In 2013, when I interviewed Amy Grant, Christian music icon and one of my childhood idols, there was something she went out of her way to tell me that made our interview one of the most meaningful I’ve done over the last 10-plus years. That interview, her first LGBTQ+ press interview ever, ended up being what so many queer Christians hoped to hear, not just me.
At one point, Amy expressed her overall impression of my questions, which covered LGBTQ+ marriage, which was not yet legal, and whether she was concerned about Christians who might judge her for speaking with me on queer topics. “This is interesting because I have never done an interview where it feels every question is saying, ‘Tell me I’m OK,’” she said. She understood the assignment — it was me trying to understand how she reconciles her very public faith with the fact that so many LGBTQ+ people, including myself, admire her. It was then that she said, “Can I say one thing?”
Her closing quote was affirming for anyone who is part of the LGBTQ+ community but has felt betrayed by religious homophobia, particularly from those in the Christian community. And it was a powerful coda.
“I know that the religious community has not been very welcoming, but I just want to stress that the journey of faith brings us into community, but it’s really about one relationship,” she said at the time. “The journey of faith is just being willing and open to have a relationship with God. And everybody is welcome. Everybody.”
Though, at the time, two years before the Supreme Court ruled in favor of marriage equality, Grant may have been somewhat evasive in her answers, there was no denying she was speaking from an authentically honest place as an ally-in-training — I got the impression that she was learning how to be a visible one. That end-quote felt like she was reaching out her hand to our community, knowing full well that Christians would once again scorn her for her pro-love sentiment, which some did after our interview, of course.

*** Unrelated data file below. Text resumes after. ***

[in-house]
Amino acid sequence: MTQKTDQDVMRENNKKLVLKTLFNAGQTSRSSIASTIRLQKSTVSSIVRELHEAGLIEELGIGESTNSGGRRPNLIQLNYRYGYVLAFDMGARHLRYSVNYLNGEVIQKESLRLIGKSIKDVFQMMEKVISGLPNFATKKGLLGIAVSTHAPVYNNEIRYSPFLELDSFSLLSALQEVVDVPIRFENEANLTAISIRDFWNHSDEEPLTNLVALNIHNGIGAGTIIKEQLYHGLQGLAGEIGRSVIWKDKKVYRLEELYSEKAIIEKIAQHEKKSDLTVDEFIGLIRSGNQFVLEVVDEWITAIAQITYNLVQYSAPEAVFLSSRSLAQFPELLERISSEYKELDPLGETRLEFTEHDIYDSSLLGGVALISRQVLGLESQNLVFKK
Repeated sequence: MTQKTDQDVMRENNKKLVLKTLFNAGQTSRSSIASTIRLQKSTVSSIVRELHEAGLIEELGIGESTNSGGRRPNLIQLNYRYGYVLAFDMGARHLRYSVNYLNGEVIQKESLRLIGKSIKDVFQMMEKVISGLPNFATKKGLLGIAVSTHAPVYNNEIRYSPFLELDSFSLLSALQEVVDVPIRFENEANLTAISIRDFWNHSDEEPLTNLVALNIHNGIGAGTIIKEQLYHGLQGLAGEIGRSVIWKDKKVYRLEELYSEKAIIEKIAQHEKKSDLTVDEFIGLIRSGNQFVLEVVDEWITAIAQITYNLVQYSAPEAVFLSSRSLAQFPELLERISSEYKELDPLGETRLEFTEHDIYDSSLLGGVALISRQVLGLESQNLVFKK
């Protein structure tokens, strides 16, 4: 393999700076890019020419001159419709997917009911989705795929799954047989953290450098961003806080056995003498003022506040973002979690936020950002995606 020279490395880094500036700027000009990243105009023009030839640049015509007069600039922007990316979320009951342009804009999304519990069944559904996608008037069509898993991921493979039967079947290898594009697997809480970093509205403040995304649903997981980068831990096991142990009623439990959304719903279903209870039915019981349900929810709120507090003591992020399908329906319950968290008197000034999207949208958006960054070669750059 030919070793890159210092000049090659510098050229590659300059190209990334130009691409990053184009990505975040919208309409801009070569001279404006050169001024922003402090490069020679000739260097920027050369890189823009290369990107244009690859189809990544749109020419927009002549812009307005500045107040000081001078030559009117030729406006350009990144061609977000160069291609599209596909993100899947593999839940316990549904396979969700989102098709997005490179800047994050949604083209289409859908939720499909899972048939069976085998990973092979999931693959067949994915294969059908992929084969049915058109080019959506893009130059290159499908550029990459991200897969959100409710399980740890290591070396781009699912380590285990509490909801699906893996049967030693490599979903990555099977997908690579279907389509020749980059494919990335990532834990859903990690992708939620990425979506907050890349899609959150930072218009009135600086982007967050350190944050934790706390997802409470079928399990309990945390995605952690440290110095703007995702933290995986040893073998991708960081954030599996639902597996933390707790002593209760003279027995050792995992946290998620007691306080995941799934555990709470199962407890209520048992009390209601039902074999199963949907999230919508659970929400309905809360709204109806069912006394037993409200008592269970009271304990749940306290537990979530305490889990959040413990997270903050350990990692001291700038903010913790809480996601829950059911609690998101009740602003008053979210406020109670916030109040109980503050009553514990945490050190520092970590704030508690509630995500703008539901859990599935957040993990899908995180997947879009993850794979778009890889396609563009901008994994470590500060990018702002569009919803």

Perhaps if she hadn’t fully grasped the significance of her speaking on LGBTQ+ issues as the biggest Christian music artist, she’d still be hesitant to speak openly about, say, hosting her lesbian niece’s wedding at her farm like she did in 2022, nearly 10 years after our conversation.
On a more personal level, I grew up Catholic and felt the sting of anti-gay sentiments from within the Catholic church during the years leading up to me coming out at 18, when I was just coming to terms with my identity as a gay person. Trying to reconcile my sexuality with dangerous religious homophobia sent me into a scary suicidal spiral, but Grant, through her soothing music, always felt like a welcoming place, so it was refreshing to know, years later when I interviewed her, that she was as much a safe place for queer people in real life as she has been in her music.
Shortly after our interview, I went to the same farm where her lesbian niece recently got married. Amy signed an issue of BTL with our interview featured on the cover, but even more special was meeting so many queer Grant fans (who knew?) who told me they appreciated our conversation. I realized that, at one point, they also needed to know from her, anyone, that they were indeed OK. One fan in particular, the wife of a preacher, shared with me that her husband actually recited parts of the interview to his congregation, with the reading having a strong emphasis on Amy’s “everybody is welcome” quote.
Over the years, I’ve seen that quote circulate as a meme in religious Facebook groups. Ten years later, I’m still grateful that what Amy said keeps reaching people who need to hear what I needed to hear as a gay teen who didn’t yet quite know, when it comes to practicing faith, it could be as simple as this: No one can tell you who to have a relationship with, even when that relationship is with God.